Did the Trump family #Time Travel from the 19th century to the present? Did a book author who died in 1855 predict the future? Or is this just all a spooky coincidence?

Ingersoll Lockwood, an American lawyer, and author wrote a series of children's books starring a character who was the namesake of Donald Trump's youngest son, Barron. A couple of books in the series showcase the name #Baron Trump in their titles, particularly, "Travels and Adventures of Little Baron Trump and His Wonderful Dog Bulger," and "Baron Trump's Marvelous Underground Journey."

Baron vs Barron

Baron Trump in the books and the POTUS' son, #Barron Trump share a little more than their almost identical names.

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Both are well-off and reside in magnificent homes. Baron lives in a place called Castle Trump while Barron has called his billionaire dad's Trump Tower and the White House his home.

Speaking of father figures, young Barron's father is, of course, the controversial Donald while the book Baron looks up to a man called Don. The boy's mentor is actually Don Constantino Bartolomeo Strepholofidgeguaneriusfum. In the book, The Don inspires Baron Trump to go on a voyage to Russia to seek the portal that can take the young lad to other places in the world. Of course, the similarity between the fictional story and The Donald's connection to Russia is uncanny and quite perplexing.

Book vs reality

This is certainly not the first time that a book has predicted the distant future.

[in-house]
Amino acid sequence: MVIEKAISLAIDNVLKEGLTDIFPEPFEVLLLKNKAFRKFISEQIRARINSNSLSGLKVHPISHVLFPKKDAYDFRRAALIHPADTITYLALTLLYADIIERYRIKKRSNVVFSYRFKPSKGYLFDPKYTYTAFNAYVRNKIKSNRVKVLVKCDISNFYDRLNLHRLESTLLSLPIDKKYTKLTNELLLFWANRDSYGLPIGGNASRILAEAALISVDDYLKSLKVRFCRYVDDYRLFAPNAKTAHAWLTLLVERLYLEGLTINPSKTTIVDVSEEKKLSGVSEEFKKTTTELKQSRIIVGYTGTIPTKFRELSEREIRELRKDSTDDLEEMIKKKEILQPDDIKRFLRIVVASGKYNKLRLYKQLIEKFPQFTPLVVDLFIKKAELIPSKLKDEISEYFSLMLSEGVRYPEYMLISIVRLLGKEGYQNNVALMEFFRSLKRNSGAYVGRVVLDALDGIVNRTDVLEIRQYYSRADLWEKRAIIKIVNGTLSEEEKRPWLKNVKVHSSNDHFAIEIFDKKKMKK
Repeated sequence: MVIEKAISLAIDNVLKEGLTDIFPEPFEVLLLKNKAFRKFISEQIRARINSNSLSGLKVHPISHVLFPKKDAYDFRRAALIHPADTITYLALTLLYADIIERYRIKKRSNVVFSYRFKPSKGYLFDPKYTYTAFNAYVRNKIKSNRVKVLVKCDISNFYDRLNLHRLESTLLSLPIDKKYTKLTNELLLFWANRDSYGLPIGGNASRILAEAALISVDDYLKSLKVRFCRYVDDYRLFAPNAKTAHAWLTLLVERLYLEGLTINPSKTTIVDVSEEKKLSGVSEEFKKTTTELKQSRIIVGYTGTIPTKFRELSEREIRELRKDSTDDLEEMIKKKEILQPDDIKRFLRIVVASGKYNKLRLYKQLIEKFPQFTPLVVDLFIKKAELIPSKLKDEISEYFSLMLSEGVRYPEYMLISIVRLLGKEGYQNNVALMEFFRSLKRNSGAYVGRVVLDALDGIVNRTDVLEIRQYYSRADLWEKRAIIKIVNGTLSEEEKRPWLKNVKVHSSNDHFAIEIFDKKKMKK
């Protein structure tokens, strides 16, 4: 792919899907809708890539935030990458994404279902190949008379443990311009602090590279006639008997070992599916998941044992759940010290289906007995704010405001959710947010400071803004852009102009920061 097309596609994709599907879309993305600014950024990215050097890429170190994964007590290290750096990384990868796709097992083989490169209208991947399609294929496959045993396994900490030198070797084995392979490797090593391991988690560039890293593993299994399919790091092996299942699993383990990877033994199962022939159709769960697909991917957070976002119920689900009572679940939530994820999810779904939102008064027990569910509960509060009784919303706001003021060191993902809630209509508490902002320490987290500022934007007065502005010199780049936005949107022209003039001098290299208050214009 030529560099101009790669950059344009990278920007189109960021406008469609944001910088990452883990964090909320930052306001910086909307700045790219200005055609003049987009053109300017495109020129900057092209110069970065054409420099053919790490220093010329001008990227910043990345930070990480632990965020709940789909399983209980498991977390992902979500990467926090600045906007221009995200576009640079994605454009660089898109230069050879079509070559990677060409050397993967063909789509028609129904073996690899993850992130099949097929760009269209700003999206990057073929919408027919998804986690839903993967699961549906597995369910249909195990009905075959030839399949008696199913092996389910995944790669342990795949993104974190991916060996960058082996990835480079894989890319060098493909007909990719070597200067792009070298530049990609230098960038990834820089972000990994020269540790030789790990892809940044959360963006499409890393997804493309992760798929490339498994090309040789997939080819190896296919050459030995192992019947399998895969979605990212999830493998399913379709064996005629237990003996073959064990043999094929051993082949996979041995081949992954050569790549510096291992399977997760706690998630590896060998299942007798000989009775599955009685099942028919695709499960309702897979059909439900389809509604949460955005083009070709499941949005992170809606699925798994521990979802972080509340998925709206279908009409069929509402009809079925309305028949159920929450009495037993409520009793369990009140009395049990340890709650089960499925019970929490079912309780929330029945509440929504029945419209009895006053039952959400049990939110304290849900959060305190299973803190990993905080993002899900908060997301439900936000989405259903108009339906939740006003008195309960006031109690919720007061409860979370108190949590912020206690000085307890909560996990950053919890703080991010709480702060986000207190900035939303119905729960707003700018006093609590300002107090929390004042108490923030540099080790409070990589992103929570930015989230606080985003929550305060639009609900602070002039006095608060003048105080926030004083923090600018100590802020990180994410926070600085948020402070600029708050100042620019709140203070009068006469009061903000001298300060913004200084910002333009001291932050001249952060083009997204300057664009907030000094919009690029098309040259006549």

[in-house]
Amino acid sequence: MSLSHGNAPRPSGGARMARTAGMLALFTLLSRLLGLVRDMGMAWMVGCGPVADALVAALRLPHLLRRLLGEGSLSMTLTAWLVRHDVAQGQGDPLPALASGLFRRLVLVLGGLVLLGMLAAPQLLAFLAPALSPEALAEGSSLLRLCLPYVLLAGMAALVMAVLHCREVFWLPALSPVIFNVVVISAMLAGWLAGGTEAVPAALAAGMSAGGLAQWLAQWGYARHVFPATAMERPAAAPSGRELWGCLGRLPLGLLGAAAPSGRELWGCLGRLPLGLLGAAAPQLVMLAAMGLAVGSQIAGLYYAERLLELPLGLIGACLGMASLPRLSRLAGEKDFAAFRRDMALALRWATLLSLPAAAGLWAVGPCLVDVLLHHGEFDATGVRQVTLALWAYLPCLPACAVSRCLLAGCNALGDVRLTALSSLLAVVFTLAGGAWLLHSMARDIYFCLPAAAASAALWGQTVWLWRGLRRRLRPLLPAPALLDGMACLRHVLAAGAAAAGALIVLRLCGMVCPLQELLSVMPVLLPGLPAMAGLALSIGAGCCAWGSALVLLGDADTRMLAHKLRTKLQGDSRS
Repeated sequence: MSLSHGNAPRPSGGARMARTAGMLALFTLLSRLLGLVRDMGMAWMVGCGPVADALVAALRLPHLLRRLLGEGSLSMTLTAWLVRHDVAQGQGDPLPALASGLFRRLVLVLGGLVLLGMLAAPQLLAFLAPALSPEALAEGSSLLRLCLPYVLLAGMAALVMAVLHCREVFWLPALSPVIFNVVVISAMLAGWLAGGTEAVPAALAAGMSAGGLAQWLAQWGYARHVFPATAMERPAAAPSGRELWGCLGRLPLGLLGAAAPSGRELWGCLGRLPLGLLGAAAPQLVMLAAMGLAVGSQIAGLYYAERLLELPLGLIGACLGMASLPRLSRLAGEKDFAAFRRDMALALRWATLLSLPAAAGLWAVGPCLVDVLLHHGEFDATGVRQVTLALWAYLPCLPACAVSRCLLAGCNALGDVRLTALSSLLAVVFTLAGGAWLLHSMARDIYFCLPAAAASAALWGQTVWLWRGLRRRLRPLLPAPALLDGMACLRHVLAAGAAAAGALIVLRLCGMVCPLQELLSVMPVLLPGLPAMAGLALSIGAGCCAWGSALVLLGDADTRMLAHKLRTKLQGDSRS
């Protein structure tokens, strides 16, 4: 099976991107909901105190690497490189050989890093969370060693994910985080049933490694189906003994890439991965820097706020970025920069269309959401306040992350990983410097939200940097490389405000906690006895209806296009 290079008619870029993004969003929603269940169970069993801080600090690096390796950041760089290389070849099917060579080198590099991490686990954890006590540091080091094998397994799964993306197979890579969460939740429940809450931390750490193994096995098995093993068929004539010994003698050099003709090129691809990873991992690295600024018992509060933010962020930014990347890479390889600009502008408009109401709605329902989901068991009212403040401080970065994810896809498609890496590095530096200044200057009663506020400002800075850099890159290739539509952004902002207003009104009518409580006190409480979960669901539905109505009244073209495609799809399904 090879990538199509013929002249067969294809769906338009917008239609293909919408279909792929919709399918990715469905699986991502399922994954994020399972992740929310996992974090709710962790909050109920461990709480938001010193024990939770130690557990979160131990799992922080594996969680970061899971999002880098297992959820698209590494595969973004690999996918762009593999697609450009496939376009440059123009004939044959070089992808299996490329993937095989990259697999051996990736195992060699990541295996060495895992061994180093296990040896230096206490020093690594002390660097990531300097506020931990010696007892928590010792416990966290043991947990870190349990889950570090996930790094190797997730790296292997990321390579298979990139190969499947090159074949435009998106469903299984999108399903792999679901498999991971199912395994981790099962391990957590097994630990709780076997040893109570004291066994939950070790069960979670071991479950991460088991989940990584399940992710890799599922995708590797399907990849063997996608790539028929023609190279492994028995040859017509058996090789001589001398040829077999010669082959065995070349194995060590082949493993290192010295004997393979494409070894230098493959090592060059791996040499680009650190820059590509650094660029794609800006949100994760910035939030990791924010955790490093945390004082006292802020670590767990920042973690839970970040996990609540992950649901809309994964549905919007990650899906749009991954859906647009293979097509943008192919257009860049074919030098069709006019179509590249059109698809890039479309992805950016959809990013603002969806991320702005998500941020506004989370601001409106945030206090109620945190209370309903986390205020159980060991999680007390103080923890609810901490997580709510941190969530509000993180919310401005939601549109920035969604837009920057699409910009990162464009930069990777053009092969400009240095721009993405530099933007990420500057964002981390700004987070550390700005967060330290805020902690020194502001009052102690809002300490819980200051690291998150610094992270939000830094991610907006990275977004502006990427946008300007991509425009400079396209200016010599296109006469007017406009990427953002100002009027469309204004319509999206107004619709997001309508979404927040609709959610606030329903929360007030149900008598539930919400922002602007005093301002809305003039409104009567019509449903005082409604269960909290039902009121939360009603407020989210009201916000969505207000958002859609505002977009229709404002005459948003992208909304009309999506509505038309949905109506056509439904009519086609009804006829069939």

Jules Verne had an uncanny way of imagining the future.

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he wrote about flying a balloon in "Five Weeks In A Balloon," submarines in "Twenty Thousand Leagues Under the Sea," and rocket ships and moon landing in "From Earth to the Moon." Ray Bradbury wrote a ton of sci-fi books and some of his ideas such earbuds and virtual reality experience from "Fahrenheit 451" are now common.

Some books have predicted catastrophes. H.G. Wells talked about the atomic bomb in his 1914 book, "The World Set Free." Tom Clancy wrote "Debt of Honor" n 1994, which featured a Boeing 747 being flown directly into the U.S. Capitol. Seven years after the book was published, terrorists hijacked four commercial planes and crashed one into the Pentagon and another two into the Twin Towers. Passengers of the fourth plane, United Airlines Flight 193, fought back preventing the terrorists from crashing the plane into the Capitol.

The "Wreck of Titan or, Futility" by Morgan Robertson tells the events that led to the sinking of the "unsinkable" Titan, which hit an iceberg 400 nautical miles from Newfoundland while moving at 25 knots.

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The "unsinkable" Titanic went down 400 nautical miles from Newfoundland after hitting an iceberg. It was moving at 22.5 knots. Robertson's book came out 14 years before the Titanic was built.

Most of these sci-fi books may, in fact, have been the inspiration for some of today's innovations. Wells' book, for example, was supposedly in the hands of physicist Leo Szilard around the same time as the neutron was discovered, which lead to the conception of the nuclear chain reaction. In the case of the Baron Trump books, maybe Donald read them when he was younger and decided to name his son with Melania after the hero, albeit with a slightly different spelling.

Time-traveling Trumps

Conspiracy theorists seem to prefer the possibility of time travel as the explanation for the Baron Trump books. A theory that the Trumps can travel through time has been floated before after it was learned that Donald's paternal uncle was John George Trump. John was an engineer who was tasked with studying documents left by a recently deceased Nikola Tesla. This gave conspiracists one more reason, aside from the Baron Trump books, to believe that the Trumps are time travelers.